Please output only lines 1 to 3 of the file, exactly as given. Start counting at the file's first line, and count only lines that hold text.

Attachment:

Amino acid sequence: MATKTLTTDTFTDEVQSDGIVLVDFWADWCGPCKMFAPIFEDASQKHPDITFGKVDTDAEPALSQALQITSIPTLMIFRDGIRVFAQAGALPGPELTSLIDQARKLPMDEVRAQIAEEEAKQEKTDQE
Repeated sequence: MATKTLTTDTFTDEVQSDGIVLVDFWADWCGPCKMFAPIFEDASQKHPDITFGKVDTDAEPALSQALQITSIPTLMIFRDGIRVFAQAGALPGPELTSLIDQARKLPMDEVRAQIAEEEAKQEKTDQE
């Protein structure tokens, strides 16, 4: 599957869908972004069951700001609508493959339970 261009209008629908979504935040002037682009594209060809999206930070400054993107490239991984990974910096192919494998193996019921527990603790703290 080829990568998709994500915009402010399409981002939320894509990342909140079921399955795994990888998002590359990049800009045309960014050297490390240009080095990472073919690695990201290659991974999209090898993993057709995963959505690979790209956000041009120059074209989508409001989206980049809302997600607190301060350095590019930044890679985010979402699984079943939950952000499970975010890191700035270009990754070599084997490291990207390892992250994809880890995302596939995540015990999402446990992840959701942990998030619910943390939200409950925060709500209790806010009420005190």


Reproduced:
Amino acid sequence: MATKTLTTDTFTDEVQSDGIVLVDFWADWCGPCKMFAPIFEDASQKHPDITFGKVDTDAEPALSQALQITSIPTLMIFRDGIRVFAQAGALPGPELTSLIDQARKLPMDEVRAQIAEEEAKQEKTDQE
Repeated sequence: MATKTLTTDTFTDEVQSDGIVLVDFWADWCGPCKMFAPIFEDASQKHPDITFGKVDTDAEPALSQALQITSIPTLMIFRDGIRVFAQAGALPGPELTSLIDQARKLPMDEVRAQIAEEEAKQEKTDQE
């Protein structure tokens, strides 16, 4: 599957869908972004069951700001609508493959339970 261009209008629908979504935040002037682009594209060809999206930070400054993107490239991984990974910096192919494998193996019921527990603790703290 080829990568998709994500915009402010399409981002939320894509990342909140079921399955795994990888998002590359990049800009045309960014050297490390240009080095990472073919690695990201290659991974999209090898993993057709995963959505690979790209956000041009120059074209989508409001989206980049809302997600607190301060350095590019930044890679985010979402699984079943939950952000499970975010890191700035270009990754070599084997490291990207390892992250994809880890995302596939995540015990999402446990992840959701942990998030619910943390939200409950925060709500209790806010009420005190």